Wednesday, October 10, 2007

Mystery Book Review: The Drop Edge of Yonder by Donis Casey

Mysterious ReviewsMysterious Reviews, mysteries reviewed by the Hidden Staircase Mystery Books, has written a review of The Drop Edge of Yonder by Donis Casey. For our blog readers, we are printing it first here in advance of its publication on our website.The Drop Edge of Yonder by Donis Casey

The Drop Edge of Yonder by
An Alafair Tucker Mystery

Poisoned Pen Press (Hardcover)
ISBN-10: 1-59058-446-5 (1590584465)
ISBN-13: 978-1-59058-446-0 (9781590584460)
Publication Date: October 2007
List Price: $24.95

Synopsis (from the publisher): Who killed Uncle Bill? Alafair Tucker is desperate to find out. One August evening in 1914, a bushwhacker ended a pleasant outing by blowing a hole in Bill McBride, kidnapping and ravaging Bill’s fiancee, and wounding Alafair’s daughter Mary. All Mary knows is that the crime had something to do with the Fourth of July.

Or is there more? The answer seems to be working its way through the fog of Mary’s shock and grief and floating to the surface of her consciousness. Several malicious acts suggest that Bill’s killer is still around and attempting to cover his tracks.

The law is hot on the bushwhacker’s trail. Alafair thinks there is little she can do to help the sheriff, but that will never stop her from trying. She has no qualms about driving Mary to distraction with her persistent snooping and constant hovering. Can Mary remember the crime before the murderer manages to eliminate everyone who could identify him?

Review: The third mystery in the Alafair Tucker series by Donis Casey, The Drop Edge of Yonder, concerns the shooting death of Alafair’s young brother-in-law, Billy, the attempted murder of her daughter, Mary, and disappearance of Billy’s fiancĂ©e. On a beautiful August day in 1914, four young people take a ride down the pike. All of a sudden a shot is fired. Teenager Ruth, another daughter of Alafair, hastily turns her horse around and gallops away for help. More shots are fired but no one knows where they are coming from. Mary sees her Uncle Billy fall from his horse. Then she feels a bullet graze her head just above her ear. She, too, falls from her horse and immediately passes out. When she wakes, she crawls to Billy and finds him dead. When the sheriff and her parents find Mary, she is lying on her back in the grass, saying, “This has something to do with the 4th of July.” Her head wound compromises Mary’s memory and it takes time for the thoughts locked in her brain to surface. Laura, the 4th member of the party, is found a couple of days later by her father. She has been brutally beaten from head to toe, and is virtually comatose. There are no clues or explanations as to why these young people were fired upon. So begins this excellent mystery with Alafair leading the way.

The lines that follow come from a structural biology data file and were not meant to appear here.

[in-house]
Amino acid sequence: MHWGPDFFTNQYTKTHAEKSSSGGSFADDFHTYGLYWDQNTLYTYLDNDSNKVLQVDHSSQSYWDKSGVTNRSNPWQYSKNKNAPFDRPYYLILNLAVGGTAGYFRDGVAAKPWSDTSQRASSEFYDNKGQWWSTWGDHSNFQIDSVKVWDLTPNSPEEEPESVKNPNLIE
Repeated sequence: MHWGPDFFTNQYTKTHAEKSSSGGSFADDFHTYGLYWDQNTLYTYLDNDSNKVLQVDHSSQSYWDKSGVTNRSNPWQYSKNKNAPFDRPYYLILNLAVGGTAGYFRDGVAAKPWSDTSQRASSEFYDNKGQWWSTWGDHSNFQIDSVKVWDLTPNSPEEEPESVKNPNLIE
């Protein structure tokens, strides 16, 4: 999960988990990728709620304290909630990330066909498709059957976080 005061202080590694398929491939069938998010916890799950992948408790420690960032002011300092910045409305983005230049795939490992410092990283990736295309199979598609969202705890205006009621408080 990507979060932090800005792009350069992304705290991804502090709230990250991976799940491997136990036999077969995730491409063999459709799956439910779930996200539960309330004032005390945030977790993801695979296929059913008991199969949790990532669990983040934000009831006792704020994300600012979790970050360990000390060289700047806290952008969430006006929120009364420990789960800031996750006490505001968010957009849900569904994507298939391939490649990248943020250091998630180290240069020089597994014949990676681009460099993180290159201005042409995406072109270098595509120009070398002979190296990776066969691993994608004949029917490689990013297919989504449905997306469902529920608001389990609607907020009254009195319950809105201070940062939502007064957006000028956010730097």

After Billy’s funeral in the family plot, Mary starts a journal so if anything comes to her mind she can write it down and not forget it. The only thing she really believes is that it had something to do with the 4th of July. Alafair doesn’t know how she can help the sheriff, but she is going to try. No one is going to hurt another member of her family if she can help it. She has a way of talking to people so that they are unaware they are being interrogated. She learns from Billy’s friends that he had a couple of arguments with friends, especially on the 4th of July but they did not believe any one would want to see him dead. Alafair decides to take a look in Mary’s journal, only to find that she is just about ready to remember, and maybe identify the killer. When Mary realizes her mother has read her journal, she asks, “Do you expect there’s a part of a person that’s connected right to the truth of things? A part that’s half way between this world and the next – that’s standing on the drop edge of yonder?”

This is such an enjoyable book that the last chapter comes far too quickly. The mystery behind the murder of Billy is indeed a puzzle until the very end. But there are also poignant stories about Alafair’s family. She and her husband have twelve children, aged 2 to 23, and she tells us a story about each one. One of her boys turns 18 and for this family that is the most special birthday. They tell what they wish for their son’s future, but most importantly, he tells them what he wants to accomplish as an adult. The author also tells of their home life and the joys (and problems) of raising twelve youngsters in a small farmhouse. The reader learns about their farm, with horses, cows, chickens, a not so nice rooster, and a cotton field that needs picking every year.

The Drop Edge of Yonder is one of those exceptional books that can be savored now and when read again will retain much of its wonder and joy. It’s one of the best mysteries of the year.

Special thanks to guest reviewer Betty of for contributing her review of The Drop Edge of Yonder and to Poisoned Pen Press for providing an ARC of the book for this review.

Review Copyright © 2007 — Hidden Staircase Mystery Books — All Rights Reserved.

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